Cover Girl: Why Seven Romance Authors Put Women On The Covers Of Their Novels

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Since 1987, the United States has designated March, “Women’s History Month” in celebration of women’s contributions to society, culture, and history.

I thought it’d be fitting to discuss and showcase some of the beautiful covers we love featuring only a woman.

If I asked a typical non-romance reader to describe what a romance novel looks like, they might mention a Fabio-ish looking man embracing a woman with a 20” waist, a shirtless man showing abs that could grate cheese or a black and white cover showing only a tie, a mask or cufflinks.

While the above covers do exist, I’m happy to report that covers with only a woman do, as well and they’re gorgeous!!

I know for me as a reader, I like to mentally conjure my book boyfriends based on the author’s descriptions, so the absence of a man on the cover allows me to create my own.

We’ve all heard that sex sells, but should that influence the author’s choice for book covers?

I asked some authors who have frequently used women on their covers and here’s their insightful answers.

In a sea of shirtless men, why did you choose to use a female for your covers?  

Sierra Simone: “I chose a woman because I find that the range of expression in female-presenting images tends to be much larger—I can find an image with the exact tone/aesthetic to match the story, and I think that’s probably for a complex set of cultural reasons, namely that the female form is still seen “as a canvas for creative freedom on a photographer’s part, but also because there’s a very narrow view of what men are “allowed” to be, and this ends up being reflected in photography. “

K. Webster: “When choosing pictures to represent my books, I look for eye-catching photos that haven’t been used much.

Often, so many books have the same men on the fronts.  So, in order to be different, I seek out the ones with gorgeous women.

To me, they’re beautiful and striking.  I feel like it stands out in a sea of abs and makes you stop to admire the photo.” 

Elle Kennedy: “When I saw the Danish covers of my Off-Campus series (all featuring girls and fun imagery), I adored them so much that I decided I needed to replace the original man-abs covers.

From there I made the decision that my new series, Briar U, was going to be all about the girls too! After all, the stories feature fierce heroines who deserve all the glory.”

Emma Hart: “The first book I covered with a female was titled, Being Brooke. Even though it was just legs on the cover, it didn’t make much sense to have a man even as part of a couple because of the title.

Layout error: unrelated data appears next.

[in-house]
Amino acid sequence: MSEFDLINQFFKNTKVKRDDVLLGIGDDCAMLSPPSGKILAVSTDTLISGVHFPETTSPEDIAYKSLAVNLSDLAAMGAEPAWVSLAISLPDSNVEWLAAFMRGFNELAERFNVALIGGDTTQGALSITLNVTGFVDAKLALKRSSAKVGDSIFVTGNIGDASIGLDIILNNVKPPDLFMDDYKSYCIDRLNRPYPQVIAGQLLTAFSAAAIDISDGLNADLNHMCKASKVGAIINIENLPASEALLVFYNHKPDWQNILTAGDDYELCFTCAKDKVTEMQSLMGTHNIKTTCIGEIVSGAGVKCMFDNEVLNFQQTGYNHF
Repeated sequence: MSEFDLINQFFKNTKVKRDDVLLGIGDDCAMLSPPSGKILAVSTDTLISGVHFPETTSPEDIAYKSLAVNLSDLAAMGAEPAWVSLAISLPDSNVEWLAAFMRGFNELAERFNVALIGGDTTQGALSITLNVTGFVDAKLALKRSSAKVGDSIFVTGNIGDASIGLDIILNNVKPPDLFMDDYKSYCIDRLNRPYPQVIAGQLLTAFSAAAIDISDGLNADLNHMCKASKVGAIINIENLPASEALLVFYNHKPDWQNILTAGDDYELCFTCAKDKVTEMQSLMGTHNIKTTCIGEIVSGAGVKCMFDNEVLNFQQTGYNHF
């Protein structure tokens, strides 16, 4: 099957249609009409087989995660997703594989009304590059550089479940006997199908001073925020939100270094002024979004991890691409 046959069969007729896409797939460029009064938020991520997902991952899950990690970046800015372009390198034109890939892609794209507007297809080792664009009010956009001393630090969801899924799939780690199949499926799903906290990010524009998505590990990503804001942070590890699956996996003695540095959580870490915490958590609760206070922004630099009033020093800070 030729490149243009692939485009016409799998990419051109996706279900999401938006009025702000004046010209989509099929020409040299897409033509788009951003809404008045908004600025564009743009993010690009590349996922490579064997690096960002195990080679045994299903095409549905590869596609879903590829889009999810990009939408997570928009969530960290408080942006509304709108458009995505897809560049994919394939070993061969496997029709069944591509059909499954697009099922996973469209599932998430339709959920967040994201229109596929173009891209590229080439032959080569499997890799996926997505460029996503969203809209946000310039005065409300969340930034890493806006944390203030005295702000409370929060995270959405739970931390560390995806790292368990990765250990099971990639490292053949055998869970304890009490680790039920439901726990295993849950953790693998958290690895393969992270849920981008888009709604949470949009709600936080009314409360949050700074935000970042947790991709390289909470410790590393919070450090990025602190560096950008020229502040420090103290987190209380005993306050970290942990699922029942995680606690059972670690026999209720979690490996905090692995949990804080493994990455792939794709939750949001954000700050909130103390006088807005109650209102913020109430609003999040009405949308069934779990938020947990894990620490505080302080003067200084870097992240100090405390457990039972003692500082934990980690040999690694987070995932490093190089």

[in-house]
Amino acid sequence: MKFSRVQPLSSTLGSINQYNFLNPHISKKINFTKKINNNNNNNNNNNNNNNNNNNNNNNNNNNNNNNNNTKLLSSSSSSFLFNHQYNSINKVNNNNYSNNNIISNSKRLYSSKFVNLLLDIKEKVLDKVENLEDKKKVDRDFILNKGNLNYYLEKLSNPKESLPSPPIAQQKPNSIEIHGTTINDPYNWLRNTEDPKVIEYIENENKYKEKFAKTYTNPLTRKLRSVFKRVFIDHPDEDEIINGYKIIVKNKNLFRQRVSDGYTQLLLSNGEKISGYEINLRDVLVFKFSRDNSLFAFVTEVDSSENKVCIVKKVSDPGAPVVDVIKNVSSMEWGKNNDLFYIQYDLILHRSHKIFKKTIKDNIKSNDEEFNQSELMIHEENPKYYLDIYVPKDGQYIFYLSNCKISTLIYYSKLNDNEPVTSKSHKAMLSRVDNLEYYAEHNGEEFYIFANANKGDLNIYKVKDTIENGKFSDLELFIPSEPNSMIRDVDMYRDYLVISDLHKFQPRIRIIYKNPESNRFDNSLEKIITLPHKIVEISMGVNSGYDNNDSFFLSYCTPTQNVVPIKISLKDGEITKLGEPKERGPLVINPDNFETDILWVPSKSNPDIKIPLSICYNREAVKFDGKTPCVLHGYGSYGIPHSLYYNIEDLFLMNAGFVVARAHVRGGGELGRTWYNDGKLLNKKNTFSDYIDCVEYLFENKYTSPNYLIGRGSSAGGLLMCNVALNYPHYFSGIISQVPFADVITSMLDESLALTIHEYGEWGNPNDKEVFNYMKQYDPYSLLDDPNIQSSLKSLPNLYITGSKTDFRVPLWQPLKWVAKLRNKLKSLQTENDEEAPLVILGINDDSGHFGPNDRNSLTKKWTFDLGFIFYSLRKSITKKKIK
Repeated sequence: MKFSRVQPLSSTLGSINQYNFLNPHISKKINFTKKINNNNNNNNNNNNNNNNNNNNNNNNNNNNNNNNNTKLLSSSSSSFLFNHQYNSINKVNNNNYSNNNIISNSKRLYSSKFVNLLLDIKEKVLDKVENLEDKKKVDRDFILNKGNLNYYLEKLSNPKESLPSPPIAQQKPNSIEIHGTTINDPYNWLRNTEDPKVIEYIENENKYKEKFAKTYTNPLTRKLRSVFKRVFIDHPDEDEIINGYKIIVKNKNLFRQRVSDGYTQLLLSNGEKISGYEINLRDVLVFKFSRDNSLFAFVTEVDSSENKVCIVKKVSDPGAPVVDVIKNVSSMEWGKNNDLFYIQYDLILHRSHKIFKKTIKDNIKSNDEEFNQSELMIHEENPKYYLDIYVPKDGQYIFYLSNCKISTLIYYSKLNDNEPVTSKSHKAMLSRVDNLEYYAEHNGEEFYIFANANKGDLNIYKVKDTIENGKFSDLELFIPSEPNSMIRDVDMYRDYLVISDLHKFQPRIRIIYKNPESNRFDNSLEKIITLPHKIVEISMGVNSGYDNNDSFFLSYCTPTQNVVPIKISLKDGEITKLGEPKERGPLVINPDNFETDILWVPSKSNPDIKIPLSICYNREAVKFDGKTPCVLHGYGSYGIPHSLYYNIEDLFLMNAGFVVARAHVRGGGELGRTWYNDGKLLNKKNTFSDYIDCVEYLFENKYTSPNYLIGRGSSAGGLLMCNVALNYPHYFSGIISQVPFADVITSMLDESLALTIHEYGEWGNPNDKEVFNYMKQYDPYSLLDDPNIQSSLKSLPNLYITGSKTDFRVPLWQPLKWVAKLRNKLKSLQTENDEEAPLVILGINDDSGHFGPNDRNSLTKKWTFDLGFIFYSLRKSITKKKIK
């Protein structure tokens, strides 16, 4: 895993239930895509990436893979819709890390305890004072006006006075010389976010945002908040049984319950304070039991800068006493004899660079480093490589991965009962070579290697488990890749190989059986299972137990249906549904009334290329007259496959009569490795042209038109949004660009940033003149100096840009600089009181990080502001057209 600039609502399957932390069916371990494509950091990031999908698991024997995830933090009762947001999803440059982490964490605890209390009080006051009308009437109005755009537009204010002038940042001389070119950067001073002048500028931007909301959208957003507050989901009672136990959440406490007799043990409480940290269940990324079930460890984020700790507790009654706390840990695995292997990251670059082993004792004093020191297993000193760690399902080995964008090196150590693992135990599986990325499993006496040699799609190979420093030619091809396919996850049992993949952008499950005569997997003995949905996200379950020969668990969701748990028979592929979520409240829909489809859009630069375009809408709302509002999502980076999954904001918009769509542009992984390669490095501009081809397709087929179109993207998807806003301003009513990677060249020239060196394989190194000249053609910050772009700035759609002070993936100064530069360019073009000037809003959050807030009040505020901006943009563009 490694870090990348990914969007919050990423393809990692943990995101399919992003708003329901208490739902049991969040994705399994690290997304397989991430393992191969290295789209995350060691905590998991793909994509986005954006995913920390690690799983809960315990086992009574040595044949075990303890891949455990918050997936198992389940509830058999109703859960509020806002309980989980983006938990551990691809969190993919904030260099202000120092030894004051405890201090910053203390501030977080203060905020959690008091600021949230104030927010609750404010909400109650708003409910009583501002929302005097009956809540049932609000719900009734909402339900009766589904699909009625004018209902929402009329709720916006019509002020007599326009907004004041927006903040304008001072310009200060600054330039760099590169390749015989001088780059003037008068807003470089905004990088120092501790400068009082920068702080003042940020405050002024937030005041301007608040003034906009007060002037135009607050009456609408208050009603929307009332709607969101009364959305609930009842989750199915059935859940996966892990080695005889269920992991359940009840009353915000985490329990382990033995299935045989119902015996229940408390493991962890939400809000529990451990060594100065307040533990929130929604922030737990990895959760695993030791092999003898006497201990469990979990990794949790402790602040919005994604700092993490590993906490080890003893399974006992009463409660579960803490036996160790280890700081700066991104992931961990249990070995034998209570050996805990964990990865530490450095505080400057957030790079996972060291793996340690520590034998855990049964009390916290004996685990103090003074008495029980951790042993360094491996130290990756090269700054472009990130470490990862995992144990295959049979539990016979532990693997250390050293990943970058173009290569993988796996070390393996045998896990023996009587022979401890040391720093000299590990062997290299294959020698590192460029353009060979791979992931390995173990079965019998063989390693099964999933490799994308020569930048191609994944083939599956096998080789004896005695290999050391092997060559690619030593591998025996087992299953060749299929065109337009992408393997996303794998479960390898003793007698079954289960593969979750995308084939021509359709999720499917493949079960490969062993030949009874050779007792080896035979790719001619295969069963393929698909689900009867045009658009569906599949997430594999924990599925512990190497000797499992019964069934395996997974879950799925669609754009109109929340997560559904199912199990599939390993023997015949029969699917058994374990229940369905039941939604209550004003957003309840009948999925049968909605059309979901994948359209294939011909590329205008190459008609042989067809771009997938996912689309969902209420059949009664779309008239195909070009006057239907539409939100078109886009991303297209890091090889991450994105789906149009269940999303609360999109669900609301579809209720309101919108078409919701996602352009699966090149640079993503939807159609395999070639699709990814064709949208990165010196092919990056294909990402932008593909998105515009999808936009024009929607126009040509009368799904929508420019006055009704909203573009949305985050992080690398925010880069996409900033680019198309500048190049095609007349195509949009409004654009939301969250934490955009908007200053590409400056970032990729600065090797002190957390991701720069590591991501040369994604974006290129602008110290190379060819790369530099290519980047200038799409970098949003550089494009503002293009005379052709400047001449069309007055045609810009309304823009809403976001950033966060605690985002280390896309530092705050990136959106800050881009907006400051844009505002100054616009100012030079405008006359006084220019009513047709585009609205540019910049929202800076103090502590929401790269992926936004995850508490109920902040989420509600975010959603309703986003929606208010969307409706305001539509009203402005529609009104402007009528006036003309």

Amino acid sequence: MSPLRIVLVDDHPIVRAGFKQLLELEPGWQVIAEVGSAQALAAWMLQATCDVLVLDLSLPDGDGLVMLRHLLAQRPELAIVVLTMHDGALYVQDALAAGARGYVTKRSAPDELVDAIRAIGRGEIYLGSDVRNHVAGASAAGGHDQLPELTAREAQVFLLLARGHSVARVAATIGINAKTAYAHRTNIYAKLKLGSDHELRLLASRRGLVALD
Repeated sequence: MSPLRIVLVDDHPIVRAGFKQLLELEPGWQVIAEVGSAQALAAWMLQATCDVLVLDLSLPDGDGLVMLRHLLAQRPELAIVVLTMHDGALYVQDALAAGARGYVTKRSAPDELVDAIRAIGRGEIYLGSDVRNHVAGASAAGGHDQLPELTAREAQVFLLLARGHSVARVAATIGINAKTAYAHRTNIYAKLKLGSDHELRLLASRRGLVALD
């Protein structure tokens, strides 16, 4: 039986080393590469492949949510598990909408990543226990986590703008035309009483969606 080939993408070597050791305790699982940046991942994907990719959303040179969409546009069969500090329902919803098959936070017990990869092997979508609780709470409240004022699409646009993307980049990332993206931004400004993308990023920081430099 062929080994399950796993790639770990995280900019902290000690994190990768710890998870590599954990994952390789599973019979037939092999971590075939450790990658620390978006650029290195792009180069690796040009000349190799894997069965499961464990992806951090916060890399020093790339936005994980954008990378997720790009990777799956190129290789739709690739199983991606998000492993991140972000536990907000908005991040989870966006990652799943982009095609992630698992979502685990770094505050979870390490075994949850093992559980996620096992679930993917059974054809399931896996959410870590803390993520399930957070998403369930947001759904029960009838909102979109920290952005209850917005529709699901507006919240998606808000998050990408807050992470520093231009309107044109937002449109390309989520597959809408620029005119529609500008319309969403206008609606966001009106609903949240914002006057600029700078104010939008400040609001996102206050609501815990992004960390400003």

That’s one of my bestselling books ever, and that definitely had an effect on my continued use of women on covers.

I also tend to write sarcastic, strong heroines, so representing them on the cover is important to me.

Mostly, I love how versatile they are in my opinion – I love bold, bright covers, and doing that with females is so fun, especially in the romantic comedy genre.” 

Alessandra Torre“I love displaying women on my covers because they are always the heroes of my novels.

My books focus on independent and confident women, and it only seems right to put them front and center when I market those novels.”

Jessica Hawkins“I’m very drawn to female covers myself—you know how they say ‘write the story you want to read’? I cover my books the same way—with images that speak to me.

These particular covers match the stories inside in that most of the time, they aren’t overtly sexual but a much more drawn-out, subtle seduction, which to me is exciting.

A lot of times, what’s sexy on a cover is what’s left to the imagination. Inside, for me, I love the build-up to fireworks more than the explosion itself.”

Talia Hibbert: “I love women, so heroine-centric covers are my personal preference. But the fact is, shirtless men sell (not that I’m complaining) and they’re also easy for indie authors on a budget to get ahold of. For me, it’s really difficult to find appropriate stock images of black women that suit the ideas I have in my head. So when my cover designer and I found a stunning image of a black woman who looked just like Jasmine (the heroine of Wanna Bet?) there was no question about it – we had to put her on the cover. It was a rare chance I didn’t want to miss!”